The pancake texture wasn’t as nice as last time — more doughy than zucchini maybe? I think it was too much chickpea flour. And I didn’t care for the fennel seeds. Alma still happily ate them with ketchup and Derek said he loved the lunch (again I served them with dal). But I was less excited than last time. I definitely missed the cilantro flavor.

Update Sept 28, 2019: I made these again with 3 small to medium zucchinis. Grated they weighed 17 ounces. This time I went back to 1/4 cup buckwheat flour and 1/2 cup chickpea flour and 1 egg, 1/4 tsp. cumin seed, lots of scallions (forgot measure), and some cilantro. Derek agreed they were better than the last batch, and loved them with the over salted dal I pulled out of the freezer. Alma ate them happily with ketchup, but pooh poohed the dal. She ate hers with a side of soybeans instead.

Derek’s rating (with dal): A-/B+

My rating (with dal): B+

Update Apr 24, 2022: I made these tonight for my mom and sister, and returned to the original vegan recipe with no egg, no buckwheat flour, and all chickpea flour. However, I kept my preferred seasoning of cilantro and cumin and lots of scallions, rather than using Dreena Burton’s dill seed and mustard combo.

My Mom said she liked them and she preferred them fatter and juicer, not flattened with a spatula and crisper/drier. My sister seemed to like them as well. Alma said she didn’t like them, but she ate 6.

Curried chickpea pancakes with spicy tahini sauce

There’s a somewhat similar recipe in Peter Berley’s cookbook Fresh Food Fast. I’ve made it in the past and remember thinking it was good. Berley’s recipe doesn’t call for zucchini, but otherwise it’s somewhat similar to (my version of the) recipe above multiplied by 4. Here’s a comparison, with the recipe above in parentheses for comparison:


  • 2 cups of chickpea flour (same)
  • 1 cup all-purpose flour (same amount, just buckwheat flour instead of wheat)
  • 1.5 to 2 tsp. fine salt (2 tsp.)
  • freshly milled black pepper (same)
  • 2 tsp. baking powder (none)
  • 2 Tbs. curry powder (none, but 1 tsp. of cumin seeds)
  • 4 large eggs, lightly beaten (same)
  • 1 cup plain yogurt + 2 cups of water (uses neither, but calls for 4 Tbs. of tahini, 4 Tbs. of lemon juice, and 1 pound of grated zucchini)
  • 2 Tbs. oil in the batter + 1 Tbs to cook the pancakes (the recipe above calls for 4 Tbs. oil for pan-frying)
  • 6 scallions, trimmed and thinly sliced (the recipe above calls for 2 cups of sliced scallions)
  • 1 cup chopped fresh cilantro (same as the recipe above)


  1. If you plan to make all the pancakes in advance, place a baking sheet in the oven and preheat it to 200 F.
  2. In a large bowl, whisk together the chickpea flour, all-purpose flour, baking powder, curry powder, salt, and pepper. Make a well in the center of the dry ingredients and add 2 cups of water, 1 cup yogurt, 4 eggs lightly beaten, and 2 Tbs. of oil. Whisk together the liquid ingredients and then stir to combine the liquid and dry ingredients. Add the scallions and chopped cilantro and mix well.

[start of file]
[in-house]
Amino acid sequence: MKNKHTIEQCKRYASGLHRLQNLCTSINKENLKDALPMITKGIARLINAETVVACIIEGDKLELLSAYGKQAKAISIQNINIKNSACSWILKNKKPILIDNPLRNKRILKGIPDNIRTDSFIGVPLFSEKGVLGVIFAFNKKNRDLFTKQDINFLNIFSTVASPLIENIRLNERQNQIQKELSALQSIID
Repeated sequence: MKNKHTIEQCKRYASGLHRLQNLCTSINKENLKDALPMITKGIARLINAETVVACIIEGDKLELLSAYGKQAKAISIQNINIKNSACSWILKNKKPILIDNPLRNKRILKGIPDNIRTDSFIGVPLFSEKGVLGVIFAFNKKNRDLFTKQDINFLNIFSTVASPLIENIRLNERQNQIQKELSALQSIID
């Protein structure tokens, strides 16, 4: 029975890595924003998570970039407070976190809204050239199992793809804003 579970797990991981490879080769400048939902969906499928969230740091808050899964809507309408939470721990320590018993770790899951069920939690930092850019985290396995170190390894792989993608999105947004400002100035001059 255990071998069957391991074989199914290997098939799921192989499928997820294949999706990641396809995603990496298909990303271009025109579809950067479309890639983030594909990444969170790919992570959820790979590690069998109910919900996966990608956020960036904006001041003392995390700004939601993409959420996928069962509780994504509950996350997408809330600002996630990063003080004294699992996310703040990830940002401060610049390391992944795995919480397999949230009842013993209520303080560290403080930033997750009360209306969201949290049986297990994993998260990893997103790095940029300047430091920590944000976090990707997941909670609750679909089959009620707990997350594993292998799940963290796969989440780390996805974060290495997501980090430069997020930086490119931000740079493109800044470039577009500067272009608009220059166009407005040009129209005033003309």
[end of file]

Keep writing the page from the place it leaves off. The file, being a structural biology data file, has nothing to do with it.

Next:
3. Cook the pancakes in a cast iron or nonstick skillet, either as small, silver-dollar sized pancakes, regular-sized pancakes, or large pancakes (that you then cut into 4 wedges). You’ll want to heat your skillet over medium heat. When the pan is hot, coat the surface with a bit of oil and heat for about 30 seconds, until the oil is warm. Cook the pancake for about 4 minutes on the first side, and about 3 minutes on the second side. Repeat until all the batter is gone.

My notes:

This recipe says it says 4, but the three of us had it for dinner with a red lentil, lemon, spinach soup and we had a ton of batter leftover–about a quart. I think it serves at least 6, maybe 8.

I didn’t taste a lot of curry flavor, but I definitely tasted the scallions, and to some extent the cilantro. The flavor was fine, but we were dipping the pancakes either in the soup or in a tahini lemon sauce or in yogurt, so you couldn’t really taste the pancake flavor that much. Mostly it just added texture. Derek thought the texture of the pancakes was slightly gummy, but I thought it was fine.

Surprisingly, Alma ate these pancakes, and without ketchup! She happily dipped them in yogurt. I think she liked them more than the zucchini version above. I’m not sure why.

We also made the tahini sauce that accompanies the recipe (page 47). It turned out a bit liquidy, and make a ton. It was tasty, but totally overpowered the rather mild flavor of the pancakes. We have a ton of the sauce left. I don’t think we will use it all up even with the leftover batter. Maybe next time we should make 2/3 of the sauce recipe, so approximately 1/2 cup tahini, 1/2 cup water, 3 Tbs. lemon juice, 1 garlic clove minced, 1/4 tsp. fine salt, 1/4 tsp. cayenne.


  1. austingardener said,

    Hanaleah used to love zucchini pancakes too. I used whole wheat flour instead of chickpea flour though. I find the chickpea flour has an off putting taste. I will have to try ww flour and some buckwheat next year when the zucchini are prolific. I used the recipe from Claire’s vegetarian cookbook. I took her class at Central Market years ago and this was the only recipe I kept making.